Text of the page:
At the other extreme is what a person like the Privacy Commissioner means by trust. She used it to mean “protect them [people] from the many possible harms that can arise from misuse of their personal information”; “to give credible, proveable reassurances”; and “people to feel too insecure to give out their information, and crippling e-govt and e-commerce systems.” She goes on to quote a minister that “Damage the trust of citizens and you damage the notion of citizenship, and governing becomes that much harder.”
I visualise the relationship between technical trust and business trust as two concentric circles. The smaller, inner one is technical trust and the larger, outer one business trust to represent:
- technical trust is a sub-set of business trust, i.e. it is impossible to achieve business trust without first getting technical trust; and
- technical trust on its own is insufficient, i.e. for an identity system to be trustworthy, it must have both technical trust and business trust. Otherwise, we get a (technically) trusted system that is untrustworthy from a business or user perspective.
Vendors of identity systems tend to focus on technical trust and make passing references to business trust. That’s one of the things that make the Liberty Alliance attractive- it has a focus on both technical and business trust.
As an aside, locally we seem to be getting there as evidenced by a recent post Govt moves forward with online ID by Richard Wood.
What else would you call it? Consider the facts:
- He spent over two years building bot nets- not a person who was a mule but someone who actively recruited people for his A Team- and would have kept going if not stopped. The judge still sees no criminal intent on his part, just curiosity.
- Even the prosecution called for leniency. So much for the vaunted FBI operation Bot Roast.
- He controlled 1.3 million computers around the world yet escaped conviction (also video) since it might ruin the prospects of using his skills in a positive way. No doubt those 1.3 million people are thrilled at that prospect as is UPenn, which he crashed for a couple of days with an accidental distributed denial of service attack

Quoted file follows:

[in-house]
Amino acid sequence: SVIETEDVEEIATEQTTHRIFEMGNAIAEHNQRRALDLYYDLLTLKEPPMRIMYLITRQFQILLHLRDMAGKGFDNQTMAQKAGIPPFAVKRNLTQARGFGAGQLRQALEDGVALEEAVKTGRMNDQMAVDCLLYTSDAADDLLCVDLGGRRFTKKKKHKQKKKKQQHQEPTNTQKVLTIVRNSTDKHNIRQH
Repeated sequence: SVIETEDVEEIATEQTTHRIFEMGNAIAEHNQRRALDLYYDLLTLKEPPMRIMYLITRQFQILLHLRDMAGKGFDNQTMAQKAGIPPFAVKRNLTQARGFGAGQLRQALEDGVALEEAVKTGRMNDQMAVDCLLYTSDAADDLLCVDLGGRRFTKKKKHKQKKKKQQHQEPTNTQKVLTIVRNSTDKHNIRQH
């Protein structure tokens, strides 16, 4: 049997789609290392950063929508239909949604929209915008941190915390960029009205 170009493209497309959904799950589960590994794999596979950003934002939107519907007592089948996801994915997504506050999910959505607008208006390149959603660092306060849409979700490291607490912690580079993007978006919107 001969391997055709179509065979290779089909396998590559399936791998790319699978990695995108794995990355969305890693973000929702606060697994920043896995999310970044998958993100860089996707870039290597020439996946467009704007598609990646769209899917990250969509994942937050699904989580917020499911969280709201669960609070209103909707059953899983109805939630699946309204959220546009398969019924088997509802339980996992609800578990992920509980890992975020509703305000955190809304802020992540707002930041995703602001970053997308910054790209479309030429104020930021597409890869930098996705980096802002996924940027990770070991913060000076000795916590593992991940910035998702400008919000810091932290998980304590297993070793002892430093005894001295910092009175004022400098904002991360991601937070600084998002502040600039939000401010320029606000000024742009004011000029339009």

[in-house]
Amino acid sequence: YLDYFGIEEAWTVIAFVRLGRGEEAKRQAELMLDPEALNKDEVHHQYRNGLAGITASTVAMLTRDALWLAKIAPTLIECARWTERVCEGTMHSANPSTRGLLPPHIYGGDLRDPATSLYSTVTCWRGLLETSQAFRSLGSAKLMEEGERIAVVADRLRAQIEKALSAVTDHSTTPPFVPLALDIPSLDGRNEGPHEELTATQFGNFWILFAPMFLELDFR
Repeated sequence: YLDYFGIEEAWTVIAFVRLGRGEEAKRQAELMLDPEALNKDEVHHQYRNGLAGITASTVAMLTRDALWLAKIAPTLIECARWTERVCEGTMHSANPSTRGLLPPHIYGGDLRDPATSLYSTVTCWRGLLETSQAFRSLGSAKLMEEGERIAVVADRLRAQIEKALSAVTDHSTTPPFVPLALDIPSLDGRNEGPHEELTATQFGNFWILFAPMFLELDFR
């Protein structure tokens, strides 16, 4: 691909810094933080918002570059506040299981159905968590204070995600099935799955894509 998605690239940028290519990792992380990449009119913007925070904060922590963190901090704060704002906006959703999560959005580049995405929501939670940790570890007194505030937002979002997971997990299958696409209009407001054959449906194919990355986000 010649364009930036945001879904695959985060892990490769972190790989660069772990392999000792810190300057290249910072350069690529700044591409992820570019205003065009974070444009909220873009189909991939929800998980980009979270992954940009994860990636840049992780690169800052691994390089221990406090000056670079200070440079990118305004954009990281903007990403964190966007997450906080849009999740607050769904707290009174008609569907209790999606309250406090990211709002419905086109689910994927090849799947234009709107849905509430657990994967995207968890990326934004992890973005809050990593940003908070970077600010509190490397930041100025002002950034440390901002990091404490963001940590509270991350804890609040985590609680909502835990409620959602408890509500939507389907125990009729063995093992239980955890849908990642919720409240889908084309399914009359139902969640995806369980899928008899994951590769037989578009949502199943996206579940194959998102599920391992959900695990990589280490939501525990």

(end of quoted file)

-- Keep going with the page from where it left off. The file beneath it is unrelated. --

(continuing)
- All he got was a fine of $9,526 or about US$ 7,300 for damage that runs into millions of dollars because all the police actually proved was the UPenn attack.
OK, so he was 16 when he started and suffers from mild Asperger’s syndrome but what message does the sentence send to bored teenagers? That the Internet is a lawless wild west? That if you’re stupid enough to get caught, don’t worry, there’s not going to be a hanging? Instead, the police and overseas companies will line up to give you a job? That all you’re going to get is a fine that you can probably pay from your first month’s salary (as you’ve already blown the $40,000 you’ve made)?
From the news coverage, it seems to me that all of the hinting that he might work for the police is just a red herring.
Owen Walker was not that good a programmer, even though the police think so (video), just a person with a very relaxed sense of right and wrong.
The message is physical crime is not worth it- you actually do get sent to jail and no prosecutor is going to ask a judge to discharge you without a conviction. The Internet is where the smart guys go to- it seems that everyone is on your side then.
On TV (video) they aren’t willing to speak out against the sentence. So what’s next? A book deal? An invitation to speak at the RSA Conference a la Frank Abagnale?
Do we get the crime that we deserve?
As a term that most of us find intuitively easy to define, it turns out that getting a precise and generally accepted definition of the term ‘identity’ is far from easy.
The first question of course is whether it’s even worth the effort to try and get a precise definition. I think the answer is ‘yes’ for several reasons.